But at the same time you can’t assume that making a difference 20 years ago is going to allow you to sort of live on the laurels of those victories for the rest of your life.
All men have one entrance into life, and the like going out.
We are washed both on coming into the world and on going out of it, and we take no pleasure from the first washing nor any profit from the last.
There are books all around me… I don’t read as much as I used to, but I always have a book or two going.
I do think that some of us began to realize that this was going to be a long struggle that was going to go on for decades, and you’d have to knuckle down. A lot of people in our generation did that. They didn’t drop out and run away.
We all know we’re going to die one day, but who wants to think about it? What’s sustainable is joy, pleasure and freedom.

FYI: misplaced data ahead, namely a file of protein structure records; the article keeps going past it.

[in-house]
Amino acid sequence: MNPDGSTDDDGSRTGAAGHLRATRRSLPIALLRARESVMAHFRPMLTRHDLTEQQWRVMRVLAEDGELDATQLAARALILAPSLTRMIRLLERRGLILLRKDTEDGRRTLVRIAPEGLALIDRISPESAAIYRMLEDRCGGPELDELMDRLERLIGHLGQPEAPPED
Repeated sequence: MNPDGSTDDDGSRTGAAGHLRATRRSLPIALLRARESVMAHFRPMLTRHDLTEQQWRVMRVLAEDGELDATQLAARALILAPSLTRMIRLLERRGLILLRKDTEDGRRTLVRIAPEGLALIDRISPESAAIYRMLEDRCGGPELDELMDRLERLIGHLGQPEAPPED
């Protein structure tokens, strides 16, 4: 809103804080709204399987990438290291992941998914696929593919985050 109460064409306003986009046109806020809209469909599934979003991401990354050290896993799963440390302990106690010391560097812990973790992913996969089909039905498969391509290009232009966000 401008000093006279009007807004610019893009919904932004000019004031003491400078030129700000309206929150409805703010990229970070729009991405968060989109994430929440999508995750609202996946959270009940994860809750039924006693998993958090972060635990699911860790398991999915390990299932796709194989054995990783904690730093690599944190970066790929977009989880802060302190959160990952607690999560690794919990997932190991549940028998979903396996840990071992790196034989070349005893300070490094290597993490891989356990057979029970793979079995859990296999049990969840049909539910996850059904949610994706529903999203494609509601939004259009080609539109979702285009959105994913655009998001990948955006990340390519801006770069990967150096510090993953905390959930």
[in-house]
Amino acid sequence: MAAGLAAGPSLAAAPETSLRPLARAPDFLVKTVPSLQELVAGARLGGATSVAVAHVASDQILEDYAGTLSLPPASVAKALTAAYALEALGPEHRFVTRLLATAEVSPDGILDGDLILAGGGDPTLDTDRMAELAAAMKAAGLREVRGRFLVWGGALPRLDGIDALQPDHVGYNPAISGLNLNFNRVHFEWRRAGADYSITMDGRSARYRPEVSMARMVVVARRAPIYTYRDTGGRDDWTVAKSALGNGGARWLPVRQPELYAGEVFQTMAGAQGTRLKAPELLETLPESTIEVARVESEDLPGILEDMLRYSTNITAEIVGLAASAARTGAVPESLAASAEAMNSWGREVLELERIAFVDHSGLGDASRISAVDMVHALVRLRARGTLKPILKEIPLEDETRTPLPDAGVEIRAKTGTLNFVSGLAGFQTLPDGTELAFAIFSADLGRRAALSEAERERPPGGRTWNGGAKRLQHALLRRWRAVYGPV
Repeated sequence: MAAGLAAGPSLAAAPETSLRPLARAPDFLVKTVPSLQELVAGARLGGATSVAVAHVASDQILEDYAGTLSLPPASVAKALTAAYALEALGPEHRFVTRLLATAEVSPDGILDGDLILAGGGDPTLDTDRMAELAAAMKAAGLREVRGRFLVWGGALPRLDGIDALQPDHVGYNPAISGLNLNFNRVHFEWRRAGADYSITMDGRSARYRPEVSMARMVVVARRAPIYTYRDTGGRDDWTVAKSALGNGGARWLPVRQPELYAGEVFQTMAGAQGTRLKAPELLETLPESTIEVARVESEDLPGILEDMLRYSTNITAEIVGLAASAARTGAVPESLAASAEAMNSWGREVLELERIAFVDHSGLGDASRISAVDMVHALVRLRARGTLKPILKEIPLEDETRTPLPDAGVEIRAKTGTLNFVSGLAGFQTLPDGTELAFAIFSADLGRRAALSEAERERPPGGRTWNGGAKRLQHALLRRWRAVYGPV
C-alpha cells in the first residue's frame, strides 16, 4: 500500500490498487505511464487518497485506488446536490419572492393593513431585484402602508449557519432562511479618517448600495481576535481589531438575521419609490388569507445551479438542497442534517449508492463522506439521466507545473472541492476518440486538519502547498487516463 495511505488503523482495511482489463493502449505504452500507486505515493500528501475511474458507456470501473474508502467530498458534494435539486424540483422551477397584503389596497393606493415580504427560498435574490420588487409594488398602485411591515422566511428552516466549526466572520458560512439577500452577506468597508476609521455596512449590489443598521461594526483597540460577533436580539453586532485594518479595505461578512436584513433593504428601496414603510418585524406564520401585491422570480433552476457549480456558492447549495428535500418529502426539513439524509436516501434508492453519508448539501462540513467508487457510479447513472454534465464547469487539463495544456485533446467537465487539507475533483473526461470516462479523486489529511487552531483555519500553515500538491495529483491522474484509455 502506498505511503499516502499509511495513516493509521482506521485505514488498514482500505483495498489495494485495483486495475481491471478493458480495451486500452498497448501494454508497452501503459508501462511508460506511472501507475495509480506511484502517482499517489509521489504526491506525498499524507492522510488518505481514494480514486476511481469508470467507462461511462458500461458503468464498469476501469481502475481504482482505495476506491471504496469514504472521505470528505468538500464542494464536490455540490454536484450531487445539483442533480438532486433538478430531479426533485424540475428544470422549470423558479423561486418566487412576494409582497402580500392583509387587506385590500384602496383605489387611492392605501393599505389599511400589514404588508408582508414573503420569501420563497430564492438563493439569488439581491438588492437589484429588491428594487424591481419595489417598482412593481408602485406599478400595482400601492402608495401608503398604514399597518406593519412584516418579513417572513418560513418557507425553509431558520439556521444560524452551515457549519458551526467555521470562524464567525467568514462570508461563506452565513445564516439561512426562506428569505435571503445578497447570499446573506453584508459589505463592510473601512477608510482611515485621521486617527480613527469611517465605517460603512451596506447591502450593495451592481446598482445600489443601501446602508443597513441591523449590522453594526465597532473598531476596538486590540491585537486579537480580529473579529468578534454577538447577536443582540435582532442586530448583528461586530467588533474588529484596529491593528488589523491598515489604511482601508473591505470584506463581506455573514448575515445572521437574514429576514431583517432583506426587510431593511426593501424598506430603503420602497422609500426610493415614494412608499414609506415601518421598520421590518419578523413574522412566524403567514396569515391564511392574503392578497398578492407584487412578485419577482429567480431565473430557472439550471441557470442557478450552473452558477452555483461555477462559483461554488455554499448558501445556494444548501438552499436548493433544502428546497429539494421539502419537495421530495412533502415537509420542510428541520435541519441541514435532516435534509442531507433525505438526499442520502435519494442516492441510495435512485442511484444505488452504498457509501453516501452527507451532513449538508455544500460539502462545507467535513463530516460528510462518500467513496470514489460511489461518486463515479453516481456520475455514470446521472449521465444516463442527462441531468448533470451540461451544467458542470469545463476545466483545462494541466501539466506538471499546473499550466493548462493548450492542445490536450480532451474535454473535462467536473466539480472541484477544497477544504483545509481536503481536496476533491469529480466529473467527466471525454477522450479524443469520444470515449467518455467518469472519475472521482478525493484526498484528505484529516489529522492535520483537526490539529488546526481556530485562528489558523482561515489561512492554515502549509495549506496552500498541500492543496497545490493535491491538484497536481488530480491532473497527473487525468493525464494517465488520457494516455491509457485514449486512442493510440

I think that concrete poetry seems to have, as far as I can see, come to a kind of a dead end. It doesn’t seem to be going any further than it went in its high period of about five or six years ago.
With the Truman book, I wrote the entire account of his experiences in World War I before going over to Europe to follow his tracks in the war. When I got there, there was a certain satisfaction in finding I had it right – it does look like that.
And if we don’t have a test, what we may end up doing is going back to what this country has done before. We could use social class and we still do, but in the 50s, it was, do you have the right last name and are your parents in privileged positions?
It doesn’t matter if the water is cold or warm if you’re going to have to wade through it anyway.